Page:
Posted: 8:35 a.m. Tuesday, Jan. 29, 2013
By Neal Boortz
Oh goodie! Here we go again! Tell me if you’ve heard this little ditty before:
You have a multi-millionaire (maybe even a billionaire, but who’s counting) owner of a major league sports franchise deciding that he could make a lot more money if he just had a new stadium for his team. The last thing he wants to do, however, is to build his stadium with his own money. After all, it’s not like he owns a string of auto dealerships. Auto dealers are notorious for building their facilities with their own money. No! This guy owns a sports franchise, and that means the people should be so grateful for his presence in their community that they will reach deep into their own pockets – even their kids lunch money – just to keep their favorite team in town.
Soooooo … sooner or later the team owner is going to float some nail-the-taxpayer balloons. Instead of standing out there on his own and demanding taxpayer funds, however, he will usually use a politician to carry this water for him. Maybe the mayor! Yeah! That would do just fine! After all, a brand new shiny state-of-the-are stadium can be an important part of a mayor’s legacy! For years the stadium will be referred to as a marvel of the modern world “built during the tenure of Mayor Blabbidy Blah.”
How does the politician sell the public on the idea of financing the team owners new place of business? Two ways: First, you tell the taxpayers that the stadium is going to be a tremendous economic boom to the community. Secondly, sooner or later you’re going to darkly suggest that if the taxpayers don’t pony up the team is going to move to another city that will soak its taxpayers.
Yup! That’s the leak today from Atlanta Mayor Kasim Reed’s office. If we don’t build the new stadium using boatloads of taxpayer money, the Falcons may move to Los Angeles.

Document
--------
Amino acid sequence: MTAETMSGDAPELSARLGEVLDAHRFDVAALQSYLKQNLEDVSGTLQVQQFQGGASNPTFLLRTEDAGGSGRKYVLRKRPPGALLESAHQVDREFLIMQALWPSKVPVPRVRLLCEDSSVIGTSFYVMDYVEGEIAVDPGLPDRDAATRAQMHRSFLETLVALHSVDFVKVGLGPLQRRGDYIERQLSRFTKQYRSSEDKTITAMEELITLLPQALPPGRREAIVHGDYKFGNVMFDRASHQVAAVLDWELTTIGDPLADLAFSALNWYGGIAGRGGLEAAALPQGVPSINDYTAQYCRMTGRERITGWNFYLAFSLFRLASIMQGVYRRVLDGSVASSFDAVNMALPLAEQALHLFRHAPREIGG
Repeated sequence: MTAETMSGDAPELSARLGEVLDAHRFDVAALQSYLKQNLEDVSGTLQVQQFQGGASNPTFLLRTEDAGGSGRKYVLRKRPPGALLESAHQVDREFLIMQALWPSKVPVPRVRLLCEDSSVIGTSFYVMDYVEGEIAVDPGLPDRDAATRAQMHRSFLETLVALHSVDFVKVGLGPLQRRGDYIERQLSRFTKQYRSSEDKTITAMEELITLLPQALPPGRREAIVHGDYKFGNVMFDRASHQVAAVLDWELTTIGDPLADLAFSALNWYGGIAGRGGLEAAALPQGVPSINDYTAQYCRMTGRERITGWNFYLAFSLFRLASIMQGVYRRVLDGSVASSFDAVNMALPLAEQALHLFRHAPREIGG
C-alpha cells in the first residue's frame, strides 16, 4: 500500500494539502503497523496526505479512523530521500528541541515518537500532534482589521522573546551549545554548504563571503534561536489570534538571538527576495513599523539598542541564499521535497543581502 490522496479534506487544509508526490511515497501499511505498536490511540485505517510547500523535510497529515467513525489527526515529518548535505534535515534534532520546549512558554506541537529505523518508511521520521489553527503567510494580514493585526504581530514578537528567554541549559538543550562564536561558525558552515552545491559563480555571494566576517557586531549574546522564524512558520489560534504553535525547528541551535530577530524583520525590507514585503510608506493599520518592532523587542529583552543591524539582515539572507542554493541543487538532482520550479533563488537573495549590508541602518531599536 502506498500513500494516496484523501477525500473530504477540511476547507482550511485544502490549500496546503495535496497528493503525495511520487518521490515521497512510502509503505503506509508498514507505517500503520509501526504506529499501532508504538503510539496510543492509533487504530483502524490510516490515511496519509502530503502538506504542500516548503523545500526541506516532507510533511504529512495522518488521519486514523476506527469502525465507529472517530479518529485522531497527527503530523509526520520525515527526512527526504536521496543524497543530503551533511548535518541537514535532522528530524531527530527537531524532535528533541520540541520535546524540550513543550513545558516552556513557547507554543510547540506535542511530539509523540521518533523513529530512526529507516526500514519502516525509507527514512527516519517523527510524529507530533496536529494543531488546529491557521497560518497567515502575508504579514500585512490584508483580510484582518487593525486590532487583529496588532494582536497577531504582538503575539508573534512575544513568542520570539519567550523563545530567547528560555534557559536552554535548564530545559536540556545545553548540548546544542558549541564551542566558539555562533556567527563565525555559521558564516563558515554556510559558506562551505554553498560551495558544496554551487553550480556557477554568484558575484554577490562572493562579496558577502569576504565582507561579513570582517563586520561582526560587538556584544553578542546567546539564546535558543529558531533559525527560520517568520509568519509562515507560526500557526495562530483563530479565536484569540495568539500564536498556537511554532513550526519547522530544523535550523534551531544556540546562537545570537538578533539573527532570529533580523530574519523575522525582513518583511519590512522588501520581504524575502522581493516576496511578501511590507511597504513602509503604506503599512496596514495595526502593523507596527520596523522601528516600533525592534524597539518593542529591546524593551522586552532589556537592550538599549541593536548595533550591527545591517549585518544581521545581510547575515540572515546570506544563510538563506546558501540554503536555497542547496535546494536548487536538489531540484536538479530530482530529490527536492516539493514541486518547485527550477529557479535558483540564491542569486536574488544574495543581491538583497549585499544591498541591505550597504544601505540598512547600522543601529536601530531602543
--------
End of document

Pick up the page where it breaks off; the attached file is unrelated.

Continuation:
Know this: With California’s business and tax climate (a 13.3% state income tax on folks like Arthur Blank) there is no way in hell anyone with a still-functioning brain is going to move a team to Los Angeles. Businesses are moving OUT of California and Los Angeles, not IN.
You also need to know that all of the grand words and promises about the economic impact of new sports stadiums are vastly overstated. Andrew Zimbalist, a professor at Smith College and a leading sports economist, has said "Generally speaking the independent research suggests that we can't anticipate any economic impact" from sports teams and stadiums. . . . .
Robert Baade is a sports economist. Baade found "no significant difference in personal income growth from 1958 to 1987 between 36 metropolitan areas that hosted a team in one of the four premier professional sports leagues and 12 otherwise comparable areas that did not." The authors' conclusion: Arenas put a drag on the local economy by hurting spending on other activities in the city and boosting municipal costs such as security. OK … the study may be a bit old, but stadiums were quite a bit less expensive then. How can this situation be improved by multiplying the cost of a new stadium?
There’s another recognized expert on the subject, Roger Noll, an economics professor at Stanford University. Noll has found that when it comes to new jobs, yes … building a new stadium using taxpayer funds will create new jobs .. but at great cost. Remember Camden Yards in Baltimore? Noll’s study found that every job created by that stadium cost about $125,000 to create. Other Baltimore redevelopment programs managed to create jobs for about $6,000 a pop.
Noll has a suggestion that Mayor Reed might want to consider. If you really want to improve Atlanta’s economy just go up in a helicopter and start throwing hundreds of thousands of dollars out the window. I can help. I don’t have a helicopter --- but my Mooney has a small window. Glad to be of service.
Mr. Blank? Love you, mean it, and I’m a great admirer of the Home Depot success story created by you and Bernie Marcus. Love the Falcons too! But a responsible businessman does not use the police power of government to seize money from private citizens to build their place of business.